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How Performance Information Affects Human-Capital Investment Decisions: The Impact of Test-Score Labels on Educational Outcomes

  • John P. Papay
  • Richard J. Murnane
  • John B. Willett

Students receive abundant information about their educational performance, but how this information affects future educational-investment decisions is not well understood. Increasingly common sources of information are state-mandated standardized tests. On these tests, students receive a score and a label that summarizes their performance. Using a regression-discontinuity design, we find persistent effects of earning a more positive label on the college-going decisions of urban, low-income students. Consistent with a Bayesian-updating model, these effects are concentrated among students with weaker priors, specifically those who report before taking the test that they do not plan to attend a four-year college.

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File URL: http://www.nber.org/papers/w17120.pdf
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Paper provided by National Bureau of Economic Research, Inc in its series NBER Working Papers with number 17120.

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Date of creation: Jun 2011
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Handle: RePEc:nbr:nberwo:17120
Note: ED
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  1. Lee, David S. & Card, David, 2008. "Regression discontinuity inference with specification error," Journal of Econometrics, Elsevier, vol. 142(2), pages 655-674, February.
  2. Todd R. Stinebrickner & Ralph Stinebrickner, 2009. "Learning about Academic Ability and the College Drop-out Decision," NBER Working Papers 14810, National Bureau of Economic Research, Inc.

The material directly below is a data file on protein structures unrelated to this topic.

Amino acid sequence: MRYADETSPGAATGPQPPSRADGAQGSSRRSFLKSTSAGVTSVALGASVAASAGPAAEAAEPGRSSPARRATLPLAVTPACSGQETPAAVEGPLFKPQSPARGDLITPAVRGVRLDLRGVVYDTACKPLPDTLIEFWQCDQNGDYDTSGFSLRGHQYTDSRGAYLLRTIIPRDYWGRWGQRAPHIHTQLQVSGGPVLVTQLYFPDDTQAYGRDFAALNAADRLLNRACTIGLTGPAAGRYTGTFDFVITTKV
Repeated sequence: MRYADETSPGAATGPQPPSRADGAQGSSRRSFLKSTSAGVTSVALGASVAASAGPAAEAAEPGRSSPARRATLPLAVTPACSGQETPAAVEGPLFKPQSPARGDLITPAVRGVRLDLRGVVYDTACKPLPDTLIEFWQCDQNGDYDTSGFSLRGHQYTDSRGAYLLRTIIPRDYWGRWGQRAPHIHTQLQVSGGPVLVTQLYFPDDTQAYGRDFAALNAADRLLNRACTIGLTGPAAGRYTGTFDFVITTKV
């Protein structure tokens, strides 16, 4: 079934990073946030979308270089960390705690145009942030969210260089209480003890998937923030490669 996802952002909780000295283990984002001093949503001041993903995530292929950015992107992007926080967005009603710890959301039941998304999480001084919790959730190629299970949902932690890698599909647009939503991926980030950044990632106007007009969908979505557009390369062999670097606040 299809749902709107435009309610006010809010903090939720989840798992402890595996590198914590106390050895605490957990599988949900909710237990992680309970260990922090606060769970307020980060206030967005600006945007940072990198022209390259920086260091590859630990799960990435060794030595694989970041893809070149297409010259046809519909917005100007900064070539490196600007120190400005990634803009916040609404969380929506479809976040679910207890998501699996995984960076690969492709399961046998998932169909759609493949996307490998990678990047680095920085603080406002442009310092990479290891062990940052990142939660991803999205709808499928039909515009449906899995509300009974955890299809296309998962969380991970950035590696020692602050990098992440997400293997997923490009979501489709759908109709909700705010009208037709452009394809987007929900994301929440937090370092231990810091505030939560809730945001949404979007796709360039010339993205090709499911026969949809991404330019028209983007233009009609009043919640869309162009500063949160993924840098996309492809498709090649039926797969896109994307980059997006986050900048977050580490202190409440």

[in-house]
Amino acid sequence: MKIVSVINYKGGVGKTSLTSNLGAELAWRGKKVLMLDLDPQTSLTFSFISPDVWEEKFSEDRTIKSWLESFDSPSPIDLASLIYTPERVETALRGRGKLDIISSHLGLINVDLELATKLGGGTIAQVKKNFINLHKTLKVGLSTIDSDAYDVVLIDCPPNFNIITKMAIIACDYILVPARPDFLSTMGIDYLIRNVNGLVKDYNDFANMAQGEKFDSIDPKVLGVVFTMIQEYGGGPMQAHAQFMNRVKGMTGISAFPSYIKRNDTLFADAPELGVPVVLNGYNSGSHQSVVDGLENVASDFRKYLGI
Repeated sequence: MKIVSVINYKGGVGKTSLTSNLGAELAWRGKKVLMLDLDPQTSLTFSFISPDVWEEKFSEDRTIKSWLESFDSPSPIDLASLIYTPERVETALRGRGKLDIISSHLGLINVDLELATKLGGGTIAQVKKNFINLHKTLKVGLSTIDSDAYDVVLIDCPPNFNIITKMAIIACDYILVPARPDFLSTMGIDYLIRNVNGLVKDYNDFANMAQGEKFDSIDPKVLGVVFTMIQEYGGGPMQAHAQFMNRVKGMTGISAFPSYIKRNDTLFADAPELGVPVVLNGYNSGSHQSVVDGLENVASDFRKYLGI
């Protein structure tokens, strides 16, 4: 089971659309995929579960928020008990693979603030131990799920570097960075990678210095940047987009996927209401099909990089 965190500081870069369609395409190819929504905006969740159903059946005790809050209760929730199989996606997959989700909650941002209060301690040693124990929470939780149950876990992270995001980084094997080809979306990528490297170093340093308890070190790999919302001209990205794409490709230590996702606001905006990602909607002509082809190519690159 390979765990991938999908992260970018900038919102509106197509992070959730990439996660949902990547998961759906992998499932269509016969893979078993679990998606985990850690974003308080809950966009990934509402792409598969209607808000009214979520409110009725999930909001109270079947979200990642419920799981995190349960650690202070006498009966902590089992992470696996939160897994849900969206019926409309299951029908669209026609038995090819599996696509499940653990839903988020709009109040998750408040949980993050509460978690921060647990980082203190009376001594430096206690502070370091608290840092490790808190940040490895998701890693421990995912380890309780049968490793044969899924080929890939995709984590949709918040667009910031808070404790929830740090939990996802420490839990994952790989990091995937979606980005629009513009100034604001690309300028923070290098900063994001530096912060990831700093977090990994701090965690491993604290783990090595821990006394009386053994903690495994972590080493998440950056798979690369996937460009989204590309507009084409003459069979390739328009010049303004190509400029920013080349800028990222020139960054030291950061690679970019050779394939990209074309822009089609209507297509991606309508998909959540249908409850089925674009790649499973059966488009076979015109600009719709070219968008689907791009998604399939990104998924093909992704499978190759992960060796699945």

3. Guido Imbens & Thomas Lemieux, 2007. "Regression Discontinuity Designs: A Guide to Practice," NBER Working Papers 13039, National Bureau of Economic Research, Inc.
  4. Hahn, Jinyong & Todd, Petra & Van der Klaauw, Wilbert, 2001. "Identification and Estimation of Treatment Effects with a Regression-Discontinuity Design," Econometrica, Econometric Society, vol. 69(1), pages 201-09, January.
  5. David S. Lee & Thomas Lemieux, 2009. "Regression Discontinuity Designs In Economics," Working Papers 1118, Princeton University, Department of Economics, Industrial Relations Section..
  6. Muramatsu, Roberta & Hanoch, Yaniv, 2005. "Emotions as a mechanism for boundedly rational agents: The fast and frugal way," Journal of Economic Psychology, Elsevier, vol. 26(2), pages 201-221, April.
  7. George A. Akerlof & Rachel E. Kranton, 2002. "Identity and Schooling: Some Lessons for the Economics of Education," Journal of Economic Literature, American Economic Association, vol. 40(4), pages 1167-1201, December.
  8. Joel L. Schrag, 1999. "First Impressions Matter: A Model Of Confirmatory Bias," The Quarterly Journal of Economics, MIT Press, vol. 114(1), pages 37-82, February.
  9. Kaufman, Bruce E., 1999. "Emotional arousal as a source of bounded rationality," Journal of Economic Behavior & Organization, Elsevier, vol. 38(2), pages 135-144, February.
  10. John Conlisk, 1996. "Why Bounded Rationality?," Journal of Economic Literature, American Economic Association, vol. 34(2), pages 669-700, June.
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